Amazon Mailbox Modification Is Latest Twist in Union Election
(Bloomberg) -- A controversial mailbox outside an Amazon.com Inc. warehouse during a recent union election was modified by the U.S. Postal Service after a senior executive supported its installation, according to testimony at a hearing over the disputed vote.
A USPS official told the hearing Monday that agency personnel removed a divider normally placed between the outgoing mail slot and the parcel slot. Photos displayed during the hearing also showed another missing divider that could potentially let someone collecting letters access outbound mail as well. The revelations followed testimony last week from an Amazon employee who said he saw company security guards use a key to open one of the mail boxes.
The mailbox outside Amazon’s Bessemer, Alabama, facility is at the center of the Retail, Wholesale and Department Store Union’s bid to overturn its election loss there. Amazon says it requested the mailbox to provide a secure and convenient means for employees to vote, but the union says the mailbox gave Amazon the ability to spy on workers as they voted and created the appearance that the retail giant was involved in conducting the election.
The National Labor Relations Board, which oversees union votes, started holding hearings last week on the RWDSU’s objections. Emails displayed during the Zoom hearing on Monday detailed the extent of Amazon’s campaign, which looped in senior USPS officials in Washington. In one email, an Amazon official said the mailbox’s installation was a top priority for senior leadership, including retail and logistics chief Dave Clark.
“Please let me know where we stand on this -- this is a highly visible Dave Clark initiative,” Becky Moore, a senior manager at Amazon, wrote to USPS officials in late January, seeking an update on the company’s request. Another email indicated that Adam Baker, a vice president with Amazon’s transportation group, had “escalated” the request to Jacqueline Krage Strako, USPS’s chief commerce and business solutions officer, who reports to Postmaster General Louis DeJoy.
Jay Smith, director of enterprise and key accounts for the USPS, testified on Monday that the postal service had determined it could not place a blue collection box outside the warehouse on a temporary basis. Instead, it decided to install a cluster box, a rectangular steel enclosure that contains multiple locked doors, a setup often found at apartment complexes or commercial buildings. Smith said it was the first time he was aware of USPS installing a cluster box at the request of a private customer.
In early February, Smith informed Moore and Brian Palmer, a senior manager with Amazon’s public policy group in Washington, that USPS would install a cluster box outside the facility later that week. (Portions of the email exchanges, some of which were obtained in redacted form by the union through Freedom of Information Act requests, were reported last month by the Washington Post.)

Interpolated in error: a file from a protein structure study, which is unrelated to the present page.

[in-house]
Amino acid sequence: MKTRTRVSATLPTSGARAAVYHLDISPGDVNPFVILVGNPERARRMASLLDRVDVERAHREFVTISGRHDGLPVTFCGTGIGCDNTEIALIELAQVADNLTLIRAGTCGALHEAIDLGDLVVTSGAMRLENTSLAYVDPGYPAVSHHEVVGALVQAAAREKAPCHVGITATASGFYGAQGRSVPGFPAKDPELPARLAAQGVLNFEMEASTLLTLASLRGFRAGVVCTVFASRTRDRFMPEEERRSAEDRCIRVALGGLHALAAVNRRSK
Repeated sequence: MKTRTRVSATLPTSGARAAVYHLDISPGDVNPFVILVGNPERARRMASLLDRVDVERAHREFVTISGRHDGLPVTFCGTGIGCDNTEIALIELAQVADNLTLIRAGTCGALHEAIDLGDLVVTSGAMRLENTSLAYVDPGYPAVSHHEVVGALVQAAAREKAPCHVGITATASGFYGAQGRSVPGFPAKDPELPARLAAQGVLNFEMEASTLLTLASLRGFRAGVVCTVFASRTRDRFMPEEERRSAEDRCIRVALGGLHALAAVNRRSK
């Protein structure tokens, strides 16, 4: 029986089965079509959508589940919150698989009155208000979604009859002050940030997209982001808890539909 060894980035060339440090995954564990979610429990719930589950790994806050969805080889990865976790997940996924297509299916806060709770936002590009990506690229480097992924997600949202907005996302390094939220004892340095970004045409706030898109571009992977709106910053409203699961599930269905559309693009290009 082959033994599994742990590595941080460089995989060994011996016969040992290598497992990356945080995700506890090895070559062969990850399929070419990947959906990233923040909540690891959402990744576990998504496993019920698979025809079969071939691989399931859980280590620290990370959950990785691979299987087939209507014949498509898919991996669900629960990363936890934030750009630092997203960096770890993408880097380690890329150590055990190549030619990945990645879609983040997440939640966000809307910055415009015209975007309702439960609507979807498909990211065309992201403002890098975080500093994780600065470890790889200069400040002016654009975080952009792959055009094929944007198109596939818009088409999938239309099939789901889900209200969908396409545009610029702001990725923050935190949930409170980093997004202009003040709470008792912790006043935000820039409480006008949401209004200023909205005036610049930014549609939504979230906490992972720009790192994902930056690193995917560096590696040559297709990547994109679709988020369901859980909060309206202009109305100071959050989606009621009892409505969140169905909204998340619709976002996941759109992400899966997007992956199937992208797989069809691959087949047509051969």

The cluster box appears from the outside to be divided into 14 compartments -- 12 numbered mailboxes for different recipients’ incoming mail, a compartment for outgoing mail and a larger compartment at the bottom right, normally used for parcels, labeled “1P.” Amazon employee Kevin Jackson testified last week that he saw the security guards open the box labeled “1P.”
Smith said the divider between the outgoing mail slot and the parcel slot was removed to create more room for ballots.
But images of the mailbox with all of its doors ajar shown during Monday’s hearing also appeared to indicate another modification: no divider between mailbox 12 and the outgoing mail compartment. According to the photos, a mail recipient who possessed a key to box 12 may have been able to access outgoing mail as well.
During cross-examination by a lawyer representing Amazon, Smith said the company was not given a copy of the “arrow key” necessary to open the outgoing mail compartment, a key to the parcel box, or a key to box no. 12 for the purposes of accessing outgoing mail. Any effort to allow the company access to the compartment would have violated agency policy, he said.
Smith did say that Amazon, as an addressee at the site, would have had keys to open whichever of the recipient mailboxes that it was assigned. It is unclear which box Amazon used. Smith said the installation of the cluster box, which had previously sat unused, was within postal service policy.
Palmer subsequently asked Smith if it would be all right to place a “vote here” sticker above the outgoing mail slot, according to an email presented on Monday. Smith testified that he told Amazon it wasn’t possible. He added that he was surprised to learn, from images published in the Washington Post, that Amazon had erected a tent over the mailbox bearing the text “Speak for yourself! Mail your ballot here.”
“I did not want to see anything else put around that box indicating that it was a vote,” Smith said.
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